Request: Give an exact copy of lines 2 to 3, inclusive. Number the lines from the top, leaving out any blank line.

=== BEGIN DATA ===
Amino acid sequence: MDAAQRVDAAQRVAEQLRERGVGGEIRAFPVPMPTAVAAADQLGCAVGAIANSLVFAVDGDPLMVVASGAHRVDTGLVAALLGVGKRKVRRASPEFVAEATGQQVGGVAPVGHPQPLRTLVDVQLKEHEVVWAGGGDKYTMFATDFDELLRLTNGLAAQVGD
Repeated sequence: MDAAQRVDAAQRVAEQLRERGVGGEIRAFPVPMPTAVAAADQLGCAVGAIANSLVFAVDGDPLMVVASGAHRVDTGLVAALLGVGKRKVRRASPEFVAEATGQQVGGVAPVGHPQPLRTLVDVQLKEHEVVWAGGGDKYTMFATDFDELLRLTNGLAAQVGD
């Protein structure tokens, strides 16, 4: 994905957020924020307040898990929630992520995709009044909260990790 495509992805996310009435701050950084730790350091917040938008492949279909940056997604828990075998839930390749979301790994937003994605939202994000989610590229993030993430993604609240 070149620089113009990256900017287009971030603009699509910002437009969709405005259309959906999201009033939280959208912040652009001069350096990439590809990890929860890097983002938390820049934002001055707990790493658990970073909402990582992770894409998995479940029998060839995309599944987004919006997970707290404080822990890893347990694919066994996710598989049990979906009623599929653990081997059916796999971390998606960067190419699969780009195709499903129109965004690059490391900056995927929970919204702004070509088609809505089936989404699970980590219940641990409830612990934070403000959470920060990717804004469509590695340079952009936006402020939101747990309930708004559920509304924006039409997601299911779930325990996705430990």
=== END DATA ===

Repeated sequence: MDAAQRVDAAQRVAEQLRERGVGGEIRAFPVPMPTAVAAADQLGCAVGAIANSLVFAVDGDPLMVVASGAHRVDTGLVAALLGVGKRKVRRASPEFVAEATGQQVGGVAPVGHPQPLRTLVDVQLKEHEVVWAGGGDKYTMFATDFDELLRLTNGLAAQVGD
């Protein structure tokens, strides 16, 4: 994905957020924020307040898990929630992520995709009044909260990790 495509992805996310009435701050950084730790350091917040938008492949279909940056997604828990075998839930390749979301790994937003994605939202994000989610590229993030993430993604609240 070149620089113009990256900017287009971030603009699509910002437009969709405005259309959906999201009033939280959208912040652009001069350096990439590809990890929860890097983002938390820049934002001055707990790493658990970073909402990582992770894409998995479940029998060839995309599944987004919006997970707290404080822990890893347990694919066994996710598989049990979906009623599929653990081997059916796999971390998606960067190419699969780009195709499903129109965004690059490391900056995927929970919204702004070509088609809505089936989404699970980590219940641990409830612990934070403000959470920060990717804004469509590695340079952009936006402020939101747990309930708004559920509304924006039409997601299911779930325990996705430990």